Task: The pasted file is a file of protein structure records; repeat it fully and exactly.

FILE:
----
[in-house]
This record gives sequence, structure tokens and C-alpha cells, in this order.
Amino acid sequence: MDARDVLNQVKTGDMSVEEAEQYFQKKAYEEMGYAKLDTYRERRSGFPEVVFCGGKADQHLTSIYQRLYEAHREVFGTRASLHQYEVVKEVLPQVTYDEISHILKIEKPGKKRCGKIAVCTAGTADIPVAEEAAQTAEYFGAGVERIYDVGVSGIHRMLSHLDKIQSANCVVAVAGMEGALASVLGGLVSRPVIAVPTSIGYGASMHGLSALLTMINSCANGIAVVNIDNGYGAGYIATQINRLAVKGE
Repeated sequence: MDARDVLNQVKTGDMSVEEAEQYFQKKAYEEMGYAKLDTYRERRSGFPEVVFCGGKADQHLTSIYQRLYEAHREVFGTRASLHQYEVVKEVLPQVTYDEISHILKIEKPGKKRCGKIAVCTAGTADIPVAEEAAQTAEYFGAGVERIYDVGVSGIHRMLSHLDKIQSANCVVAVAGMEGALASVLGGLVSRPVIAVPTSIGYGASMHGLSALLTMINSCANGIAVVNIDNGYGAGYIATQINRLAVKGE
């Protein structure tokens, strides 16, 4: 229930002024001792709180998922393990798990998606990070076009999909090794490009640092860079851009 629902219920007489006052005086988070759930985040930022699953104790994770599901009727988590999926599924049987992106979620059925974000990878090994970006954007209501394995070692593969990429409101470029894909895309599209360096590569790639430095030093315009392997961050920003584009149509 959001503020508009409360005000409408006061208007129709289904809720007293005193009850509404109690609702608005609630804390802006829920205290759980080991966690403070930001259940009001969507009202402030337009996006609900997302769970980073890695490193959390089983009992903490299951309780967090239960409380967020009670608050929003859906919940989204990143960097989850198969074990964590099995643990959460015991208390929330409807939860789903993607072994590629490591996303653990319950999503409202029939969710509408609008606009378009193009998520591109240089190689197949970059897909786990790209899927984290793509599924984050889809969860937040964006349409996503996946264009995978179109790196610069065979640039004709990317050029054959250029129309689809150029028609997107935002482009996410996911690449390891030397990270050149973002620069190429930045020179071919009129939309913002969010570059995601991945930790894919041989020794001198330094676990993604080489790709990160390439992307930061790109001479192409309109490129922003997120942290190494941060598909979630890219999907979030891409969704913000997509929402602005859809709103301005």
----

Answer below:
[in-house]
This record gives sequence, structure tokens and C-alpha cells, in this order.
Amino acid sequence: MDARDVLNQVKTGDMSVEEAEQYFQKKAYEEMGYAKLDTYRERRSGFPEVVFCGGKADQHLTSIYQRLYEAHREVFGTRASLHQYEVVKEVLPQVTYDEISHILKIEKPGKKRCGKIAVCTAGTADIPVAEEAAQTAEYFGAGVERIYDVGVSGIHRMLSHLDKIQSANCVVAVAGMEGALASVLGGLVSRPVIAVPTSIGYGASMHGLSALLTMINSCANGIAVVNIDNGYGAGYIATQINRLAVKGE
Repeated sequence: MDARDVLNQVKTGDMSVEEAEQYFQKKAYEEMGYAKLDTYRERRSGFPEVVFCGGKADQHLTSIYQRLYEAHREVFGTRASLHQYEVVKEVLPQVTYDEISHILKIEKPGKKRCGKIAVCTAGTADIPVAEEAAQTAEYFGAGVERIYDVGVSGIHRMLSHLDKIQSANCVVAVAGMEGALASVLGGLVSRPVIAVPTSIGYGASMHGLSALLTMINSCANGIAVVNIDNGYGAGYIATQINRLAVKGE
């Protein structure tokens, strides 16, 4: 229930002024001792709180998922393990798990998606990070076009999909090794490009640092860079851009 629902219920007489006052005086988070759930985040930022699953104790994770599901009727988590999926599924049987992106979620059925974000990878090994970006954007209501394995070692593969990429409101470029894909895309599209360096590569790639430095030093315009392997961050920003584009149509 959001503020508009409360005000409408006061208007129709289904809720007293005193009850509404109690609702608005609630804390802006829920205290759980080991966690403070930001259940009001969507009202402030337009996006609900997302769970980073890695490193959390089983009992903490299951309780967090239960409380967020009670608050929003859906919940989204990143960097989850198969074990964590099995643990959460015991208390929330409807939860789903993607072994590629490591996303653990319950999503409202029939969710509408609008606009378009193009998520591109240089190689197949970059897909786990790209899927984290793509599924984050889809969860937040964006349409996503996946264009995978179109790196610069065979640039004709990317050029054959250029129309689809150029028609997107935002482009996410996911690449390891030397990270050149973002620069190429930045020179071919009129939309913002969010570059995601991945930790894919041989020794001198330094676990993604080489790709990160390439992307930061790109001479192409309109490129922003997120942290190494941060598909979630890219999907979030891409969704913000997509929402602005859809709103301005």